Sunday 5 November at 16:02 :
In a bid to predict how the introduction of the V8 engine would affect Formula One, we published V8 vs. V10: The new heart of a Formula One car
towards the end of last year. At the time I was bold enough to predict a follow-up article in February – which did not materialise. Sorry race fans – mea culpa. Here it is though, the very late but inevitable sequel, now that we know much more than in Feb anyway…
The general pre-season prediction was a 2.5 second per lap difference in speed between the old and the new. The impact on speed is, of course, the most difficult impact to measure. It is not enough merely to compare lap times of various teams between the 2005 and 2006 season. No, first we have to take into account the average gain in speed per season in Formula One, not discounting the various rule changes from year to year (such as the dark day when grooved tyres were introduced). Then we have to take into account the impact of the changes in aerodynamic rules and the abolishment of the single tyre rule in 2006 (hooray!). Then, of course, we have to accept that power will have a far bigger impact at some circuits than at others – think of the massively quick pace at Imola vs the twisty, slower Monaco circuit, for instance. Lastly, we have to remove from the equation all elements of track change and races where it rained at a specific track.
As a basis for these calculations, a sample of eight tracks was selected: Imola, the Nurburgring, Monaco, Silverstone, Canada, Hockenheim, Suzuka and Monza. Between them they represent tracks that were consistently included in the calendar, as well as a reasonable representation of the different kinds of circuits, including the fastest (Imola) and the slowest (Monaco).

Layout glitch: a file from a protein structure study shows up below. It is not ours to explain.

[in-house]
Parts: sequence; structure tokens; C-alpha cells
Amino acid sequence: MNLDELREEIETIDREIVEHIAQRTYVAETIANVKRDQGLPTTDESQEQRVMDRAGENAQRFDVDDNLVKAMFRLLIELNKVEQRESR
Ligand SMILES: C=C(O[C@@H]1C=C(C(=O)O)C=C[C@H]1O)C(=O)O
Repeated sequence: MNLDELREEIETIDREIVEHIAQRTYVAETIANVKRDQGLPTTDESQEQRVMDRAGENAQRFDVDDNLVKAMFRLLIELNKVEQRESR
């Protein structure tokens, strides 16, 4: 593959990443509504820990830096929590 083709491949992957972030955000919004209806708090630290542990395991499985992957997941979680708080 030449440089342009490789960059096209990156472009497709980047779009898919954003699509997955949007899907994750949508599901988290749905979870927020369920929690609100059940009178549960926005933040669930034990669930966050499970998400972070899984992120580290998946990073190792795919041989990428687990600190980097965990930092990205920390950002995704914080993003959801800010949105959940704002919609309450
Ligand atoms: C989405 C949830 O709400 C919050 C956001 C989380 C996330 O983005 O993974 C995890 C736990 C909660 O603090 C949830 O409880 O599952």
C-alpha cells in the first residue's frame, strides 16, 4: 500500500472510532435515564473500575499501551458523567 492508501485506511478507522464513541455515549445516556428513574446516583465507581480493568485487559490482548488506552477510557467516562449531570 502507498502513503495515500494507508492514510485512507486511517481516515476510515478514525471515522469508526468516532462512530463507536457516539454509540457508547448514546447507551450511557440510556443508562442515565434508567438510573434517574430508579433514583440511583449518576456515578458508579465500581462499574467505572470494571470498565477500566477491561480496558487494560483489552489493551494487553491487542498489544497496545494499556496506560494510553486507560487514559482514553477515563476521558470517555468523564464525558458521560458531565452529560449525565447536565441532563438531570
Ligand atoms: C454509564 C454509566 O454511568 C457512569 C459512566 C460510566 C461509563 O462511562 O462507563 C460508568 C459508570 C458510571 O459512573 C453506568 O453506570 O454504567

To put the times into perspective, here’s a short description of the rule changes between the seasons: From 2001 to 2004 there were no major or disruptive rule changes in terms of slowing down the cars – save perhaps the rule that, in 2004, engines had to last an entire race weekend. 2005 saw numerous changes: Engines now had to last two race weekends, no tyre changes were allowed during a race and downforce was decreased by about 20%. Aside from this, race-weekend testing was restricted and all teams but Ferrari agreed to cap between-race testing at ten days during the season. 2006 saw the reintroduction of tyre changes and, of course, the advent of V8 engines.
The lap time results were nothing short of fascinating: On aggregate, the fastest F1 car on the circuit gained 1.466 seconds per lap per season between 2001 and 2004 across the eight tracks. 2005, with its far-reaching rule changes, saw the fastest car losing an average .868th of a second per lap from 2004, and then a further 1.208 seconds per lap from 2005 to 2006 when the V8 was introduced.
If we assume from these findings then, that advances in the sport would have brought about a 1.466 second a lap increase in pace if there were no rule changes, and we assume that the tyre rule was responsible for half of the loss of pace between ‘04 and ’05, then by rights, without rule changes, 2006 would have seen a 1.9 second increase in pace. Add the actual 1.208 seconds loss to this and you arrive at more than 3.1 seconds! As much as it is a massive feat of engineering to take away twenty percent of an engine and restrict the loss of pace to around four percent, 3.1 seconds is a huge difference in Formula One.
Of course, the effect was very different at different tracks. If we take Imola, a fast track where engine power counts, the fastest lap difference between 2005 and 2006 alone was 2.711 seconds, a full 4.5 seconds slower than 2004. What happened at a track where engine power counts for little though? In Monaco, the fastest lap time was more than half a second faster than in 2005…
If we take what is seemingly the FIA’s sole yardstick of safety, being Safety Factor = Speed*(-1)